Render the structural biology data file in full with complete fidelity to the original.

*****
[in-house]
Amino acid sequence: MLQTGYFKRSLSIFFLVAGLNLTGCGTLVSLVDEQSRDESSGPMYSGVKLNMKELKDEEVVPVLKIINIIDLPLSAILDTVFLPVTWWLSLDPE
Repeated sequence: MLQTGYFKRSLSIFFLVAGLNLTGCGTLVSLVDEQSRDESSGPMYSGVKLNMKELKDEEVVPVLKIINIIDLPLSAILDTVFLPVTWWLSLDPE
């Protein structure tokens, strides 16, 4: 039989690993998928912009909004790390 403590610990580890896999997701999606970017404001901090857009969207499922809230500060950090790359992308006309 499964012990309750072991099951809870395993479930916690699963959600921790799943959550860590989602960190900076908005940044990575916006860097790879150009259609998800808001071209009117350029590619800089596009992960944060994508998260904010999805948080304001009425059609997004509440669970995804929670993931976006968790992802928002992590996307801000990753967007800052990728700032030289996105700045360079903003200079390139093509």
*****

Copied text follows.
[in-house]
Amino acid sequence: MLQTGYFKRSLSIFFLVAGLNLTGCGTLVSLVDEQSRDESSGPMYSGVKLNMKELKDEEVVPVLKIINIIDLPLSAILDTVFLPVTWWLSLDPE
Repeated sequence: MLQTGYFKRSLSIFFLVAGLNLTGCGTLVSLVDEQSRDESSGPMYSGVKLNMKELKDEEVVPVLKIINIIDLPLSAILDTVFLPVTWWLSLDPE
């Protein structure tokens, strides 16, 4: 039989690993998928912009909004790390 403590610990580890896999997701999606970017404001901090857009969207499922809230500060950090790359992308006309 499964012990309750072991099951809870395993479930916690699963959600921790799943959550860590989602960190900076908005940044990575916006860097790879150009259609998800808001071209009117350029590619800089596009992960944060994508998260904010999805948080304001009425059609997004509440669970995804929670993931976006968790992802928002992590996307801000990753967007800052990728700032030289996105700045360079903003200079390139093509």